Recreating Myself within a Changing Economy

Seventy years ago my family closed a lumber company in upstate New York. A series of small towns had built up primarily around the business and had to be abandoned and redefined. As is often the case, times change the economy and people have to find new ways to survive.

Growing up, I never considered that the closure of the company had much of an effect on my family.  Perhaps as the first born in the second generation since the closing, I just didn’t notice that I carried an unspoken weight. For years I have seen my father at times thanklessly function as the steward of swaths of land and vacation homes up in a small town within the region. This was not a footprint that I in any way would end up following.

Usually one does not think of a child born with such immense privilege as ending up homeless and in a state mental hospital. At some points in my journey I have been defined by long lists of psychiatric diagnosis. I prefer to consider myself as having chosen to find a new way to survive based on a changing economy.

The summer I was fifteen, I started the process of breaking away. I hadn’t slept more than two hours a night over the past six months.

About three months prior to a move to a custom-built, modern, plastic house that I objected to, the insomnia started. I somehow had the premonition that it was the end of our family and that I would be blamed. I could no longer stand to sleep on a bed. I’d end up wrestling on a mobile futon on the floor until around four in the morning.  Then, after waking up my mother for support, I would drift off, only to wake in two hours to the hustle and bustle of a day at private school where both my parents taught.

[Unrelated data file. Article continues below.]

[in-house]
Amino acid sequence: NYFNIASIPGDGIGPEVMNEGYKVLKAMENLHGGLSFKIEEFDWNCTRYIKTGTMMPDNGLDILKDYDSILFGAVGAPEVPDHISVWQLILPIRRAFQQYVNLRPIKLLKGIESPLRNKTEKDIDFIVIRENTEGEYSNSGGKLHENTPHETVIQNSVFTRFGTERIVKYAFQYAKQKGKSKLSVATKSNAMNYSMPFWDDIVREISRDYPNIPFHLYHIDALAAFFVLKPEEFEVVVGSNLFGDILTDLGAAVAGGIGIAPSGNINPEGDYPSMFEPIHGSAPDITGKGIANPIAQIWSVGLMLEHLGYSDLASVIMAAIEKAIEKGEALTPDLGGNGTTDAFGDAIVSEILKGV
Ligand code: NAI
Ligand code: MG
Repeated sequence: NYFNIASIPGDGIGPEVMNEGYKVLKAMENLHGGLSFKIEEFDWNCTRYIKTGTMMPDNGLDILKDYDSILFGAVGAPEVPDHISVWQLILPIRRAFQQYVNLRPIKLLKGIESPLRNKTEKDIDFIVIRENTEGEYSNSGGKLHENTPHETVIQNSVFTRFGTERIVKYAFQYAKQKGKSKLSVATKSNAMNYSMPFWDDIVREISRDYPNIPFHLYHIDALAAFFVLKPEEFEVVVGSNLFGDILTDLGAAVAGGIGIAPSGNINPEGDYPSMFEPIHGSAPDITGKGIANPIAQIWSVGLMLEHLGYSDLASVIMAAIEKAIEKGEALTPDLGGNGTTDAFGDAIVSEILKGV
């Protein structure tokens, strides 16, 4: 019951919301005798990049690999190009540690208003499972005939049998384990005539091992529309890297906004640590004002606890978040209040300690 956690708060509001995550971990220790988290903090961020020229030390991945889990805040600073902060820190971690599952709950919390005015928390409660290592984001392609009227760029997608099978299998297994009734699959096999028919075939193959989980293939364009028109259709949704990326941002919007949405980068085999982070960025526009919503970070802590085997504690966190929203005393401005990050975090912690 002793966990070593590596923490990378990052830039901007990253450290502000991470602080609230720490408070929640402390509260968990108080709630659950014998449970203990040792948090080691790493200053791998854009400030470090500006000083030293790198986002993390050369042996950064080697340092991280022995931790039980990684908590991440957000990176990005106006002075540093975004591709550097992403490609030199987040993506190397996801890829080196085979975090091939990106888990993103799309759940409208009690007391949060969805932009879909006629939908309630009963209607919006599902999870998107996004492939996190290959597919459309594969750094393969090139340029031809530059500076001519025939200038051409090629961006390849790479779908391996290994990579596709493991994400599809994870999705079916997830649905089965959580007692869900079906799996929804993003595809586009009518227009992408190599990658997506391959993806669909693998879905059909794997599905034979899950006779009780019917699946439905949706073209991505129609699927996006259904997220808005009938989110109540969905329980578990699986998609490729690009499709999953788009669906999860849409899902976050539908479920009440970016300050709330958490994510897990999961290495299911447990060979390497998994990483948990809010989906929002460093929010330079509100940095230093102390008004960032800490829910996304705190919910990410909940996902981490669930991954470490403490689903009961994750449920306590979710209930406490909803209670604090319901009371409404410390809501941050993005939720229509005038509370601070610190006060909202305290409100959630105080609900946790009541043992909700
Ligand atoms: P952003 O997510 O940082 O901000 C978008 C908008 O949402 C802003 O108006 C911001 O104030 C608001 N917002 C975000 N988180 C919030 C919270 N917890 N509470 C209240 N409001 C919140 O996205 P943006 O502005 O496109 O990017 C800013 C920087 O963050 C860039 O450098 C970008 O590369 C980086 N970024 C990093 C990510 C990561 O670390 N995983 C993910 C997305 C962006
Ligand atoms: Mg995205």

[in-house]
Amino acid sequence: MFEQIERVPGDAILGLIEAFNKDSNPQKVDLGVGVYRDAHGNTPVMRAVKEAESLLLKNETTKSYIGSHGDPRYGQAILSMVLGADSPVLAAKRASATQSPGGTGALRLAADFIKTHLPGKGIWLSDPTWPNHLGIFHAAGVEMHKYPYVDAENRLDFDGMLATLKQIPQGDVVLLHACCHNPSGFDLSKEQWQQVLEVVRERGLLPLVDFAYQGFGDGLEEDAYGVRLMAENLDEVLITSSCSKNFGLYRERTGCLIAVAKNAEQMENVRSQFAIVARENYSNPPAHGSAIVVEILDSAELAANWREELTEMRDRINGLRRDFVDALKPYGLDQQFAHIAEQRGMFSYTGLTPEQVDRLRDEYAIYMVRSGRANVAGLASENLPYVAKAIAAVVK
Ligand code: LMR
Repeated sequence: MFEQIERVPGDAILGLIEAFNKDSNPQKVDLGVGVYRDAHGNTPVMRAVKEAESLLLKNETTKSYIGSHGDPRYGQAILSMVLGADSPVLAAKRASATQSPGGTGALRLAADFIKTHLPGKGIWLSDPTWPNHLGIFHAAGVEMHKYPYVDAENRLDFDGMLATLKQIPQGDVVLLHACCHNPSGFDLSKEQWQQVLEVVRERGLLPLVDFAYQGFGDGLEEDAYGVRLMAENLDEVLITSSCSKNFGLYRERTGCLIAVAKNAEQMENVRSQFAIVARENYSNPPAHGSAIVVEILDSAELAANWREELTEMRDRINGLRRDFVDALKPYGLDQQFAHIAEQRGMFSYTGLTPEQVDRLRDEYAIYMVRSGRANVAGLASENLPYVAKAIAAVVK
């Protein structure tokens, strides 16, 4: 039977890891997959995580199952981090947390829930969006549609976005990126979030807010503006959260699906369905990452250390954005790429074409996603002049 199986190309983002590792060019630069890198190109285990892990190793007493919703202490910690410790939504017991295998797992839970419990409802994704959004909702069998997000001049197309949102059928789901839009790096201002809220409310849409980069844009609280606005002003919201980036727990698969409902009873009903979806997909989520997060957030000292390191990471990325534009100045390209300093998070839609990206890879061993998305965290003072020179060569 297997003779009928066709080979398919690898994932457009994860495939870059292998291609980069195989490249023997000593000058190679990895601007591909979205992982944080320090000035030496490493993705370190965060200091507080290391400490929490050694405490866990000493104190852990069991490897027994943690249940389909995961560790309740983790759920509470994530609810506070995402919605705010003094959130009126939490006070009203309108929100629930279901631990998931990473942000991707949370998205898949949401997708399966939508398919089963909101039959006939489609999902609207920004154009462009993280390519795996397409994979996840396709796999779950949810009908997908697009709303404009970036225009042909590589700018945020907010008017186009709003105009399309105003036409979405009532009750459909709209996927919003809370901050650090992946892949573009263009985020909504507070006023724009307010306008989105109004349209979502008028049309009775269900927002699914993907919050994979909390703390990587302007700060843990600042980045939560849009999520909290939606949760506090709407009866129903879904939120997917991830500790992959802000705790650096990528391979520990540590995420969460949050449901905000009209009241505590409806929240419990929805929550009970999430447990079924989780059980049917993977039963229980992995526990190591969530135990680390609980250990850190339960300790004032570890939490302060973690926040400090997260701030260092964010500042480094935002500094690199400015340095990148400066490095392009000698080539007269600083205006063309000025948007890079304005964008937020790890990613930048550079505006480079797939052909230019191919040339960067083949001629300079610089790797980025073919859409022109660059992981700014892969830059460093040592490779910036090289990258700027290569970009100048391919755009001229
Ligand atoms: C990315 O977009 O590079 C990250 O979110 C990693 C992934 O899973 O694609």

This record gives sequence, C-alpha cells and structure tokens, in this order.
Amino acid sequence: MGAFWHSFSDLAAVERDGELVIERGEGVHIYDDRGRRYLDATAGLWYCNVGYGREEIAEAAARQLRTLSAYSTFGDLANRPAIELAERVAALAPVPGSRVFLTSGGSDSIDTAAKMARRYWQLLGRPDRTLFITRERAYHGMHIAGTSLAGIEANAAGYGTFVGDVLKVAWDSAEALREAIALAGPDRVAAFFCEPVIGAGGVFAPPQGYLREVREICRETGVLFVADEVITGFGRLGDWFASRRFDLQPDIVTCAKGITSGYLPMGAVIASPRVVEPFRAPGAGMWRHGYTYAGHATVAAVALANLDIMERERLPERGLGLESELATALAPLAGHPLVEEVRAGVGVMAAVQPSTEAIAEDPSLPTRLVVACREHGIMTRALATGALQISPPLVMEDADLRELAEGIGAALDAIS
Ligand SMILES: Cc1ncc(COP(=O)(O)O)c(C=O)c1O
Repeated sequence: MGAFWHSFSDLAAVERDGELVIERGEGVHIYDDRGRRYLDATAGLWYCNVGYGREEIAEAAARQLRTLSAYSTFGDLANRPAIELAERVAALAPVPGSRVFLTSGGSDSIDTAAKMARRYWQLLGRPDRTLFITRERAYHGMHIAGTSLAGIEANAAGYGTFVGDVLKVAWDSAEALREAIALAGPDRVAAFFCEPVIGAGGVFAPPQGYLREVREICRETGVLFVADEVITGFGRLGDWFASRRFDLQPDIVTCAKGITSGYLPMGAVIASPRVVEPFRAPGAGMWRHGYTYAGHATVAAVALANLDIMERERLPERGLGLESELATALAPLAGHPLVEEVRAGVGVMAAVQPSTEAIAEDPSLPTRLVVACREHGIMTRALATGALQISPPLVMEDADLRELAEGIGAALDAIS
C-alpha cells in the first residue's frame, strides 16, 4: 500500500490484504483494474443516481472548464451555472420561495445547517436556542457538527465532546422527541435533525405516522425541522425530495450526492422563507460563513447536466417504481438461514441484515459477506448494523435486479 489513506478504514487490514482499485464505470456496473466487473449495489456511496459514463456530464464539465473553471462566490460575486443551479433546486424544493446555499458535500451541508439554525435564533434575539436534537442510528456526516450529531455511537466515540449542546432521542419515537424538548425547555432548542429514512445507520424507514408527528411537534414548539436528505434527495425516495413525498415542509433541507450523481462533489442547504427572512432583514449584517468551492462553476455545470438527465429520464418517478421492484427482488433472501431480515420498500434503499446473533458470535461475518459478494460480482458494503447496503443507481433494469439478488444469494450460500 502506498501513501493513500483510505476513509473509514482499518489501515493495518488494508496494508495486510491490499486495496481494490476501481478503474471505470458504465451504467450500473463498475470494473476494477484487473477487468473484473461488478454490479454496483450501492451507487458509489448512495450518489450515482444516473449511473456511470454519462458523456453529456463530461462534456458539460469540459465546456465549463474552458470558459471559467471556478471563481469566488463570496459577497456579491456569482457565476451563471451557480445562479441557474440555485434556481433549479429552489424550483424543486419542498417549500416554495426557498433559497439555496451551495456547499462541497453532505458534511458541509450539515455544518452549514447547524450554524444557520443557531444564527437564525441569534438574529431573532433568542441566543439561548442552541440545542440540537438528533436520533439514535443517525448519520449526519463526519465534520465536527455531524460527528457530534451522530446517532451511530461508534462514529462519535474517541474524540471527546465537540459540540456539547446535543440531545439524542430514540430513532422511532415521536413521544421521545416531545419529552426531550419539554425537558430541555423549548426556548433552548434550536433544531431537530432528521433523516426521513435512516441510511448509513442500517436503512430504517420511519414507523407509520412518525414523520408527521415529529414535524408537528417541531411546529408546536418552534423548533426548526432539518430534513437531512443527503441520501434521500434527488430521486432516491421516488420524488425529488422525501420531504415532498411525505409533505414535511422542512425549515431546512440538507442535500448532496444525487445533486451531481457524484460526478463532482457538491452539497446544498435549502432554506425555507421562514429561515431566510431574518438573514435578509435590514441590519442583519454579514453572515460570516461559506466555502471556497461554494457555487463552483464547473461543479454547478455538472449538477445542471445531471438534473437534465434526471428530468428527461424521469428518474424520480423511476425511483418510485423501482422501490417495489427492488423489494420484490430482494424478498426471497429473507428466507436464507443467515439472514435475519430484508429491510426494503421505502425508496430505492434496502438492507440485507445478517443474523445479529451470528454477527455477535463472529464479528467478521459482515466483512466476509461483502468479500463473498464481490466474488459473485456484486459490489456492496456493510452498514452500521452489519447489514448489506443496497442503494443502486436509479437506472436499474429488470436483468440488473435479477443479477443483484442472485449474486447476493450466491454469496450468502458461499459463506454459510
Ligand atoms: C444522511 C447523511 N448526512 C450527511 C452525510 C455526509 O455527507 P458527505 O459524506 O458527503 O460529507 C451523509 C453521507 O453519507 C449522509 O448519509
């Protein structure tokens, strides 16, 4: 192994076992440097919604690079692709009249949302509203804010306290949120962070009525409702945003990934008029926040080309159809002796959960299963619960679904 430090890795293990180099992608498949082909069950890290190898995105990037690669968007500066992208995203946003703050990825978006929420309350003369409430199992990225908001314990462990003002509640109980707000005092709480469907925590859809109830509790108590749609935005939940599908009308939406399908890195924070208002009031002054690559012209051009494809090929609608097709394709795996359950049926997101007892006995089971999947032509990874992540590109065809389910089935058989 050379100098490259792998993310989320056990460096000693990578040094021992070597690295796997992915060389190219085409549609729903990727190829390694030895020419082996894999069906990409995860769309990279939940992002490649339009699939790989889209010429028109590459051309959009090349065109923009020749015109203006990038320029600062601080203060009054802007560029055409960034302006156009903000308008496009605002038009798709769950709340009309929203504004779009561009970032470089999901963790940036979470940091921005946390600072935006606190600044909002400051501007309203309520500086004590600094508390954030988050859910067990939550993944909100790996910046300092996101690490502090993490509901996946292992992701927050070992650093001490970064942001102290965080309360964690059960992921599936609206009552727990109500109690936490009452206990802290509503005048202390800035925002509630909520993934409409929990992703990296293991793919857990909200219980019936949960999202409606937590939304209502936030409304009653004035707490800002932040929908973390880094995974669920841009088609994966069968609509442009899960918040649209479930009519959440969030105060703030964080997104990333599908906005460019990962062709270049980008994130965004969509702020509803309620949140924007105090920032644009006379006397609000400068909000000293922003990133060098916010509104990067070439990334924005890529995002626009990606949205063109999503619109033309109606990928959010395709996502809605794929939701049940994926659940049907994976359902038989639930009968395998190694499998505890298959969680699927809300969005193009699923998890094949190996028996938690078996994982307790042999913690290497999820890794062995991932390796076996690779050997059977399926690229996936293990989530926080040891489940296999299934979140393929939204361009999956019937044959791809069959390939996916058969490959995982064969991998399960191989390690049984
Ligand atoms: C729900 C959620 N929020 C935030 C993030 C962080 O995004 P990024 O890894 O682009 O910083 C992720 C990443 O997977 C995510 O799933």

At one point before the move, I reached such a state of angst alone in my room that I plunged a knife into my cheap foam mattress. I did not understand the emotional dysregulation I was experiencing. I did some other bad things to express my angst. I meant business!

By the time the summer rolled around, my father and I were driving the old Chevy Malibu up to the Adirondacks for a week on our own over the fourth of July.  We stopped at a fast food restaurant and my father chided me about my work ethic. I had still managed to start on the varsity team as a second baseman and bring home mostly A’s. Still, my father was critical about my slowness. “You just don’t seem to like working for works sake the way Grandma and Danny Dewey do,” he said. Though I was always busy on the weekends with yard jobs, not sleeping was slowing me down. The A’s I brought home never seemed to earn me any notice.